Risks Facing the City of West Covina
In December 2019, the California State Auditor’s Office (State Auditor) informed the city of West Covina (West Covina) that it had been selected for review under the high‑risk local government agency audit program. This program authorizes the State Auditor to identify local government agencies that are at high risk for potential waste, fraud, abuse, or mismanagement or that face major challenges associated with their economy, efficiency, or effectiveness. We first identified that West Covina might be classified as a high‑risk local government entity based on publicly available information. We conducted an initial assessment of the city in January 2020 and identified concerns regarding its financial stability. Its general fund reserves had steadily declined over the past several years, potentially straining its ability to continue providing essential services to its community and to meet its obligations in the event of a fiscal emergency. In addition, we identified operational risks related to West Covina’s governance and management controls. The city had experienced significant turnover of key management positions, and the State Controller’s Office reported in 2015 that it had serious and pervasive weaknesses in its administrative and internal accounting controls, concluding that such controls were in effect nonexistent.
West Covina agreed with the risks that we identified in our initial assessment, but it asserted that it was taking actions to address our concerns. For example, the West Covina city council (city council) had authorized a special election so that residents could vote on a local tax measure that the city estimated would increase its revenue by $9.7 million annually; however, the city’s residents did not ultimately approve the measure. The city’s leadership also planned to issue municipal bonds to raise more than $200 million to pay down its California Public Employees’ Retirement System (CalPERS) unfunded pension liability. Despite these efforts, based on our continued concerns regarding its financial and operational management, we recommended an audit of West Covina, which the Joint Legislative Audit Committee (Audit Committee) approved in February 2020.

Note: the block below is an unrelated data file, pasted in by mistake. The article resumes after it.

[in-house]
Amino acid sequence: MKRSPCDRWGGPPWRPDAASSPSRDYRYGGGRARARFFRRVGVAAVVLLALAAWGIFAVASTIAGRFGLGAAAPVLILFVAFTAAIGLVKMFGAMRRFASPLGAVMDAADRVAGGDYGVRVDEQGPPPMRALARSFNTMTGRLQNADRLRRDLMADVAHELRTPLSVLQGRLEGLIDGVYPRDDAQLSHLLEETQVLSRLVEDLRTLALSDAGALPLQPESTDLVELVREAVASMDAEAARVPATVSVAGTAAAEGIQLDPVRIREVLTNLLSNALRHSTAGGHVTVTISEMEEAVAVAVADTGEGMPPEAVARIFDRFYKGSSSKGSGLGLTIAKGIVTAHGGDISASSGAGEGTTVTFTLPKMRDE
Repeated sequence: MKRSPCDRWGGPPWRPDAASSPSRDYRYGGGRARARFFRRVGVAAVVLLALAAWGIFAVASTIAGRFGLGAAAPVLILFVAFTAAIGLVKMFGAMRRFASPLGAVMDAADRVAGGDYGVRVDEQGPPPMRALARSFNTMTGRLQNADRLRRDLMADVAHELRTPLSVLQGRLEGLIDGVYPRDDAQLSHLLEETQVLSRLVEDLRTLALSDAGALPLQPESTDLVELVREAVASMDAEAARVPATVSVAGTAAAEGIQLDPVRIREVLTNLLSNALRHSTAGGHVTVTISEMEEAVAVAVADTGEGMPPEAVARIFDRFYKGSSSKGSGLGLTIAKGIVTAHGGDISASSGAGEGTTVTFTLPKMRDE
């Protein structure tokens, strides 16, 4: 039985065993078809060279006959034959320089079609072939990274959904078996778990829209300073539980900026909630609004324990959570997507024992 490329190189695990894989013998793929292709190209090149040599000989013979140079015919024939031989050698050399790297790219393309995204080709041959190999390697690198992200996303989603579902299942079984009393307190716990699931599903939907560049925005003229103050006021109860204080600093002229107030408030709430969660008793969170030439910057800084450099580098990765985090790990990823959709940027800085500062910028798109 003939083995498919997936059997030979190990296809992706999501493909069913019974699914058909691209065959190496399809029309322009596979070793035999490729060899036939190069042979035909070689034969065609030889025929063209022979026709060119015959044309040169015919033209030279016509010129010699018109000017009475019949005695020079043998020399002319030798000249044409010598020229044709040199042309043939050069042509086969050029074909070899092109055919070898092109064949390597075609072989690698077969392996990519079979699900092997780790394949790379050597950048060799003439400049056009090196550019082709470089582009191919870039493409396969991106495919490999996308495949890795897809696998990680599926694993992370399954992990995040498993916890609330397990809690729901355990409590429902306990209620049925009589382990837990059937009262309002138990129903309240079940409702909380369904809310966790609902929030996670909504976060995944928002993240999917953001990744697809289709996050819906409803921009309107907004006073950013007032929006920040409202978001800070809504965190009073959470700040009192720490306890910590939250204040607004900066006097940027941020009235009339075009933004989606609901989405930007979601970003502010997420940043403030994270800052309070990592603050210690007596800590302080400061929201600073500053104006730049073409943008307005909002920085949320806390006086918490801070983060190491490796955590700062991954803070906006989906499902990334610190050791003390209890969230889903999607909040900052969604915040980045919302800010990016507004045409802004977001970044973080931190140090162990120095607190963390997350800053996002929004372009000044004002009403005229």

Our audit found that West Covina faces several significant risks related to its financial and operational management. In particular, its financial condition is rapidly deteriorating, as demonstrated by the city’s continued reliance on its general fund reserves to support its operations, its questionable uses of city resources, and its lack of sufficient analyses to support its financial decisions. West Covina’s year‑end general fund reserves dwindled from $20.5 million in fiscal year 2014–15 to $9.9 million at the end of fiscal year 2018–19, placing the city on a path to further deplete its reserves. The city also faces rising employee salary and benefit costs. Finally, its purchasing and contracting processes have deficiencies that its leadership has allowed to persist over several years, exposing the city to the risk of fraud and perpetuating its susceptibility to wasted public funds.
West Covina’s leadership has identified several actions that the city has taken or plans to take that the city manager believes will improve its financial condition. For example, the city is in the process of selling a large parcel of land; if completed, this sale will result in a one‑time revenue gain of $13.5 million that will be used to repay bond debt and replenish its reserve balance. Additionally, the city became a member of the California Joint Powers Insurance Authority (CJPIA), which the city manager believes will reduce the city’s exposure to significant litigation expenditures. Further, as it had planned, the city sold $204 million in municipal bonds to pay down the amount it owes to CalPERS for pension costs; as a result, although the city will pay significantly smaller unfunded pension liability payments to CalPERS, it will need to make bond debt payments through fiscal year 2044–45. However, the city’s leadership has not performed the analysis necessary to determine the combined results of these actions, nor has it created a comprehensive plan to ensure its success in implementing them. As a result, West Covina continues to be at risk of depleting its general fund reserves and of not being able to adequately provide public services in the near future.
To help West Covina address the risk factors we identified, we have developed numerous recommendations the city could implement, including the following:
- Increase city fees and seek opportunities for cost sharing to eliminate its reliance on its general fund reserves to support its operations.
- Prepare financial analyses that evaluate both the short‑term and long‑term financial implications of significant spending decisions.
- Develop a financial recovery plan that accounts for the city’s rising costs and the actions that it will take to improve its financial condition. The plan should include a long‑term financial projection, prioritize the resources that the city will use to improve its financial condition, identify individuals responsible for monitoring the city’s progress in implementing each action, and outline when the city anticipates it will complete key milestones related to each action.
- Improve its internal processes to reduce its susceptibility to waste and fraud.